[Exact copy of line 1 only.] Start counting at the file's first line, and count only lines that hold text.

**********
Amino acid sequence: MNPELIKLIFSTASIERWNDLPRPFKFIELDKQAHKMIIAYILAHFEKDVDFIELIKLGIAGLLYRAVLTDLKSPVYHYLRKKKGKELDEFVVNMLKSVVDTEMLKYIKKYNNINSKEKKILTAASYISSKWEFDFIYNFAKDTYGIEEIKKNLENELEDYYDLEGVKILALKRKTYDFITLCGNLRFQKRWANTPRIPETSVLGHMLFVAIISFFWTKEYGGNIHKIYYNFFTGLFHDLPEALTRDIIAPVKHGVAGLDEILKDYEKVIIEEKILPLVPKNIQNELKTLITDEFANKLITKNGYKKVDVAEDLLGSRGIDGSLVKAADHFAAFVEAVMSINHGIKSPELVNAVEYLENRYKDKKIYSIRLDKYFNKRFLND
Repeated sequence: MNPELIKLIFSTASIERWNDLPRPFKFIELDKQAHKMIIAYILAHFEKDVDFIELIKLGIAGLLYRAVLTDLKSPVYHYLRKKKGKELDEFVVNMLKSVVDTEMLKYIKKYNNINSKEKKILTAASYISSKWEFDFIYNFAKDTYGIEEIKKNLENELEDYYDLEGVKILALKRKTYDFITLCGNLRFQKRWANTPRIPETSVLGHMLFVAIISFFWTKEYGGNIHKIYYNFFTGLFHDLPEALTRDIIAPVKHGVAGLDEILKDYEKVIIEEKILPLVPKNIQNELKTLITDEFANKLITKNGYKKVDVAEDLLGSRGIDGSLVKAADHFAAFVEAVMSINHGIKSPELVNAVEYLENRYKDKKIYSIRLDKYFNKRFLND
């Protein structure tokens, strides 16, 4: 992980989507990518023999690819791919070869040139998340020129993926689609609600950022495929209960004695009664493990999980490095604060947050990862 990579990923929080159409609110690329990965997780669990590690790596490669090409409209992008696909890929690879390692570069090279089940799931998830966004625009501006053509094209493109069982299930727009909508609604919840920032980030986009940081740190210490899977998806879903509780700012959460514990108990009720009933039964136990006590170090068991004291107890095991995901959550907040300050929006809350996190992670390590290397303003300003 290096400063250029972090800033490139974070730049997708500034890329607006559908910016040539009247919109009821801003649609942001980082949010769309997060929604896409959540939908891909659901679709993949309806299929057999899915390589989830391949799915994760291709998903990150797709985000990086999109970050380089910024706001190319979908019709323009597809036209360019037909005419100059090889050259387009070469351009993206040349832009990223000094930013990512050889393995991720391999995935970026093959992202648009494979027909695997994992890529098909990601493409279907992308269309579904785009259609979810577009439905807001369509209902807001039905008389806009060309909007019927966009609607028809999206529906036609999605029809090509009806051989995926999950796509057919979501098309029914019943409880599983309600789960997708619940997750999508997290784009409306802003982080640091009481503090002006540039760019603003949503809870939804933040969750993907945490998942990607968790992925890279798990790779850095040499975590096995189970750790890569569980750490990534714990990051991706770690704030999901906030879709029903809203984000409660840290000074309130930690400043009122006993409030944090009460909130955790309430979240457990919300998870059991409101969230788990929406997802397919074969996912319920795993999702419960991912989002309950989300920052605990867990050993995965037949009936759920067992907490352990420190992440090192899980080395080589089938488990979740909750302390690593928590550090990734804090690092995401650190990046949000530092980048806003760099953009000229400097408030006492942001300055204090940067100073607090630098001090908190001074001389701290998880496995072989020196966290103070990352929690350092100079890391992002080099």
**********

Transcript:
Amino acid sequence: MNPELIKLIFSTASIERWNDLPRPFKFIELDKQAHKMIIAYILAHFEKDVDFIELIKLGIAGLLYRAVLTDLKSPVYHYLRKKKGKELDEFVVNMLKSVVDTEMLKYIKKYNNINSKEKKILTAASYISSKWEFDFIYNFAKDTYGIEEIKKNLENELEDYYDLEGVKILALKRKTYDFITLCGNLRFQKRWANTPRIPETSVLGHMLFVAIISFFWTKEYGGNIHKIYYNFFTGLFHDLPEALTRDIIAPVKHGVAGLDEILKDYEKVIIEEKILPLVPKNIQNELKTLITDEFANKLITKNGYKKVDVAEDLLGSRGIDGSLVKAADHFAAFVEAVMSINHGIKSPELVNAVEYLENRYKDKKIYSIRLDKYFNKRFLND